The National Library of Ireland has digitized and made freely available the important James Joyce collection owned by the Zurich James Joyce Foundation. This significant collection, the Hans E. Jahnke Bequest, is valuable for revealing a more personal aspect of Joyce. The collection includes “[l]etters of a personal nature to Joyce’s son Giorgio, daughter-in-law Helen, and Georgio and Helen concerning everyday matters such as health and weather, offers from publishers as well as Lucia Joyce and her illness. Joyce’s marriage to Nora Barnacle in London and the Frankfurter Zeitung affair are also addressed. There are also some letters to Joyce’s grandson, Stephen, and to the Joyce family in general. Papers on Joyce’s work consist of notes and galley proofs from Finnegans Wake and one sheet from a fair copy of the Circe episode from Ulysses, fair copies of poems from Pomes Penyeach as well as other autographs and typescripts.”
Yale Divinity Library currently has a very interesting exhibit that traces the history of ecumenical student Christian movements, An Ecumenical Community of Students: Archival Documentation of Worldwide Student Christian Movements. The Divinity Library has extensive archival holdings in this area in addition to support agencies and leaders of related national and international movements.
The Digital Public Library of America (DPLA) announced today that it has received $300,000 from the John S. and James L. Knight Foundation as part of its Knight News Challenge, an open contest seeking ideas that strengthen the Internet for free expression and innovation. Selected from more than 650 applicants, DPLA’s “Getting it Right on Rights” project will create a simplified and more coherent rights structure for digital items, making access to, and use of, items found in large-scale digital collections like DPLA easier and more straightforward for users.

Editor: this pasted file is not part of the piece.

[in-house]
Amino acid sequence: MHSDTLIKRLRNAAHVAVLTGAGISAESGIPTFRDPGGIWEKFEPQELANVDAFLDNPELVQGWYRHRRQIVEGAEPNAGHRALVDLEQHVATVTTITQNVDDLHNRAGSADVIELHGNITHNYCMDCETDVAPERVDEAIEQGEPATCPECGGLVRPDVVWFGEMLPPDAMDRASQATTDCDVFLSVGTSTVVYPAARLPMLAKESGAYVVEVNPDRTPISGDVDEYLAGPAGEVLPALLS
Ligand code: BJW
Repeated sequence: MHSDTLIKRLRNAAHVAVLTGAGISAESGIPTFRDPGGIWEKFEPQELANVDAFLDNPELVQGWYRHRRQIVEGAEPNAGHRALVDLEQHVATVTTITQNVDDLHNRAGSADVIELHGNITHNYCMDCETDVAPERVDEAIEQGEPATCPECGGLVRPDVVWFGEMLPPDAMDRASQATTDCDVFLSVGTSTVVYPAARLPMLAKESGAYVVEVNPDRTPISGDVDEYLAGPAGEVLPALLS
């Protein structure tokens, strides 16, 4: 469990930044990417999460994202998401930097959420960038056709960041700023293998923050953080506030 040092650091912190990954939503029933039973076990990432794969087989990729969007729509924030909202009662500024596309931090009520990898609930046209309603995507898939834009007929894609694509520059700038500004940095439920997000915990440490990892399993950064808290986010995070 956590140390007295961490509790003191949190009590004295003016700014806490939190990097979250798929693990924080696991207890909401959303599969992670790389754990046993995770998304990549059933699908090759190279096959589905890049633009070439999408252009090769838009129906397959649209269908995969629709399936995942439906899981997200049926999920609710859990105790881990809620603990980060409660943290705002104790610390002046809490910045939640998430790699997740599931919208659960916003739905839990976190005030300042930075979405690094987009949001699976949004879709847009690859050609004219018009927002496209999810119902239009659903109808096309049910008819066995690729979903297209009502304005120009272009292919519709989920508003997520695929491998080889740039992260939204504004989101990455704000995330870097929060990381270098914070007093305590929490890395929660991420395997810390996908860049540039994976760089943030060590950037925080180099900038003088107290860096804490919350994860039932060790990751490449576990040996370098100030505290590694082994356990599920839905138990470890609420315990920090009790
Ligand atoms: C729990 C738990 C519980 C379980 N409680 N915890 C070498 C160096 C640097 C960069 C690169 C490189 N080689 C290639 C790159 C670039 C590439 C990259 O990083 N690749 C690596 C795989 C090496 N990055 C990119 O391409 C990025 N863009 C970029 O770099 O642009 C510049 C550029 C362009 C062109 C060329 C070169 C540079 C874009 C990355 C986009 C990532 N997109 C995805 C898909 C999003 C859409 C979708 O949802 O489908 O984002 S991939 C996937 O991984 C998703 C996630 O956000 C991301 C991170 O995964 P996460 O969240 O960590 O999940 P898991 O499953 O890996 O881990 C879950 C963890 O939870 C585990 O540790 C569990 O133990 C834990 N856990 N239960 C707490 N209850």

From the award application:
In ONE sentence, tell us about your project to strengthen the Internet for free expression and innovation.
Working with a global set of expert practitioners, copyright lawyers, and metadata specialists, we will establish a common system of rights and a neutral international namespace for the scanned contents of libraries, archives, museums, and cultural heritage sites so that the maximal number of items from these institutions can be made available to the public, with clear designations around use and reuse.
It is of course highly important that articles published in open access journals are optimally harvested and made known by such search engines as Google and Google Scholar. Enrique Orduña-Malea and Emilio Delgado Lopez-Cozar in their recent article “The Dark Side of Open Access in Google and Google Scholar: the Case of Latin-American Repositories” (accepted for publication in Scientometrics and currently available in arXiv.org) contend that for the Latin American context at least open access scholarly literature is insufficiently disseminated and made available on the web through search engines. This is particularly problematic as most of this OA material lies outside the academic mainstream and is not published in journals indexed in WOS or Scopus.
Since repositories are a key tool in making scholarly knowledge open access, determining their presence and impact on the Web is essential, particularly in Google (search engine par excellence) and Google Scholar (a tool increasingly used by researchers to search for academic information). The few studies conducted so far have been limited to very specific geographic areas (USA), which makes it necessary to find out what is happening in other regions that are not part of mainstream academia, and where repositories play a decisive role in the visibility of scholarly production. The main objective of this study is to ascertain the presence and visibility of Latin American repositories in Google and Google Scholar through the application of page count and visibility indicators. For a sample of 137 repositories, the results indicate that the indexing ratio is low in Google, and virtually nonexistent in Google Scholar; they also indicate a complete lack of correspondence between the repository records and the data produced by these two search tools. These results are mainly attributable to limitations arising from the use of description schemas that are incompatible with Google Scholar (repository design) and the reliability of web indicators (search engines). We conclude that neither Google nor Google Scholar accurately represent the actual size of open access content published by Latin American repositories; this may indicate a non-indexed, hidden side to open access, which could be limiting the dissemination and consumption of open access scholarly literature.